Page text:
- Published on Monday, 25 February 2013 10:18
- Written by Maggi Kaye
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Dundeugh NX 6281
Dundeugh is situated a few miles north of Dalry, going towards Carsphairn. It was built for Forestry Commission workers, and consists of a double row of attractive wooden houses. The remains of Dundeugh Castle, a 16th century Gordon stronghold built on the site of an earlier 13th castle, can be found at the southern end of Kendoon reservoir at the foot of Dundeugh hill in woodland. Located nearby is the old site of Polmaddy.
A story is told about a shepherd called Sandy Maxwell who was bored one Sabbath day and decided to investigate a cairn on Dundeugh hill. To his amazement at the base of the cairn he found a stone slab and under the slab was a crock of gold. He took three coins from the treasure and reburied the rest, marking the cairn with his crook and taking the coins home to show his wife. Now that morning his wife who was normally sharp tongued and quarrelsome has given some meal to a fairy woman who had knocked at the door and he thought that maybe his luck had something to do with that. However when he got home his wife was in a bad mood and she was greed and demanded he build her a fine house in Carsphairn. He wanted to buy Dundeugh hill and rebuild the castle there and they had a tremendous argument. His wife when she had washed the dishes she went to throw the water out at the back door. The fairy woman then reappeared and asked that she throw it out in the drain instead as the water was making her baby’s bedclothes wet, but Sandy’s wife was very rude to her. The fairy woman replied that she had tried to do her a good turn but it was just as easy to do a bad turn and off she went. Shortly after Sandy and his wife and son went back to dig up the gold but the found the whole hillside covered in cairns with Sandy’s crook stuck in them. Having exhausted themselves fruitlessly digging they finally returned home and the fairy woman met them and asked if the wife had learned her lesson. The story got out and they became the laughing stock of the neighbourhood.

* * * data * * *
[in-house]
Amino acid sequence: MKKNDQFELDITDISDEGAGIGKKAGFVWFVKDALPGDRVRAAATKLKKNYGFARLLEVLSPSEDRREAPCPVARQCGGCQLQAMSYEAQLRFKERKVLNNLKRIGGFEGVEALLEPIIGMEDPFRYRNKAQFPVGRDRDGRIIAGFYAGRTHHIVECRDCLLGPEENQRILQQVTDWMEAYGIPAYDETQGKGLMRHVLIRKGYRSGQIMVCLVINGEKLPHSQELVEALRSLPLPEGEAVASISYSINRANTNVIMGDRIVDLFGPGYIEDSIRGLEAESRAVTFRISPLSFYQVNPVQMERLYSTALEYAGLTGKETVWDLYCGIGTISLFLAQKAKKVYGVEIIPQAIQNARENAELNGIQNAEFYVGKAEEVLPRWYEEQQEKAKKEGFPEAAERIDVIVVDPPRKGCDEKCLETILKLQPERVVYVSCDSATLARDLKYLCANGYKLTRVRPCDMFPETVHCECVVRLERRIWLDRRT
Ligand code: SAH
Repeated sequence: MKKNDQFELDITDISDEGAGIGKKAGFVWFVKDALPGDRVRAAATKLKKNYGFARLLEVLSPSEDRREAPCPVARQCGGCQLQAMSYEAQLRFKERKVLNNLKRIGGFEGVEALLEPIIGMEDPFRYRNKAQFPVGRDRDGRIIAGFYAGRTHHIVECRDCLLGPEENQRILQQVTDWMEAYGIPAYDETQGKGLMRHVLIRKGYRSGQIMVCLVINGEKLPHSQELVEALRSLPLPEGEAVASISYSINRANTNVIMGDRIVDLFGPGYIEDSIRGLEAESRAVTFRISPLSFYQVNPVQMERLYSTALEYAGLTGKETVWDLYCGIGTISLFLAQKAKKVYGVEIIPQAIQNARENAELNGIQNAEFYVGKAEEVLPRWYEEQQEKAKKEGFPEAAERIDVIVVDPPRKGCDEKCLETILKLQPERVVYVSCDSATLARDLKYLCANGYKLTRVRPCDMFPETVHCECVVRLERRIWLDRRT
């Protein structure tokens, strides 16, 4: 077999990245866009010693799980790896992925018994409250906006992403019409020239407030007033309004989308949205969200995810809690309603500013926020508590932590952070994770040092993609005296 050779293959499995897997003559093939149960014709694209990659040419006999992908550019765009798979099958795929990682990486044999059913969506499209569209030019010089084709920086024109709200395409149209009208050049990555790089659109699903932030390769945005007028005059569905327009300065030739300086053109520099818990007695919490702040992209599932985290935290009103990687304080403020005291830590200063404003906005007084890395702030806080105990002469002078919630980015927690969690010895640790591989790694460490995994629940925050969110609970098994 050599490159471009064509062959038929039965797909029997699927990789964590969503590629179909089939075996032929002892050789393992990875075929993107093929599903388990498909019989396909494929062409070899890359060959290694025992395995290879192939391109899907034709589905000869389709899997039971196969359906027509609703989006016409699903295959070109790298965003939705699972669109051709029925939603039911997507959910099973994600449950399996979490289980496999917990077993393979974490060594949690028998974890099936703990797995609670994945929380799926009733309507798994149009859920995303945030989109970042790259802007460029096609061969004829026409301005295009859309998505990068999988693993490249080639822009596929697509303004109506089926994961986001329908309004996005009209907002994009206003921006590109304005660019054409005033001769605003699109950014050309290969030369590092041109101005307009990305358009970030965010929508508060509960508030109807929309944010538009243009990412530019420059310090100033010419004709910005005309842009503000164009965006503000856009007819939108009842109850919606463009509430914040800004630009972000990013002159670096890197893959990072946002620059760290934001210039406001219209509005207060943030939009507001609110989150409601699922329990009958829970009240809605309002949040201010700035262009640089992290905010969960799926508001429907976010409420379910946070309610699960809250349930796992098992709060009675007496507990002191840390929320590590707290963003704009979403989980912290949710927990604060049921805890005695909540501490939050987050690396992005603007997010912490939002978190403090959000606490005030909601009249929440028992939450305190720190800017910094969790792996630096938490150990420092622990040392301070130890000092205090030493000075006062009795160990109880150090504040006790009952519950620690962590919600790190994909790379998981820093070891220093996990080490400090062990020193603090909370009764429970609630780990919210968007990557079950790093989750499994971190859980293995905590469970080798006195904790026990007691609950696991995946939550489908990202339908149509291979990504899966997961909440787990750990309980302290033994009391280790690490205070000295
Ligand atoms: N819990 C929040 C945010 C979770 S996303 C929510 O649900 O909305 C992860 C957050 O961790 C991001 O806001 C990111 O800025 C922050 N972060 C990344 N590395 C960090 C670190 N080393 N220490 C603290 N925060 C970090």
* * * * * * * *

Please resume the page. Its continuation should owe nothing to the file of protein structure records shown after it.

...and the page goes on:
Kendoon was built as homes for the workers in the power stations, one of which is situated at Kendoon It is situated directly across the river from Dundeugh with a bridge linking the two sides of the river. There is a youth hostel situated nearby on the Southern upland Way, with 36 beds that has won a silver Green Tourism award.
Polmaddy, Polmady (Polmeadow ?) in the parish of Carsphairn (Carsphain) 1505, now in ruins, was a Galloway ‘ferm-toun’, which were common before the agricultural improvements, enclosures and subsequent clearances. They were a collection of small holdings with communal arable fields and they shared common grazing for their animals on the surrounding hills. Apart from the houses it had corn kilns, an inn and a mill. It was abandoned in the early 1800s. There is now an interpretive trail round the site.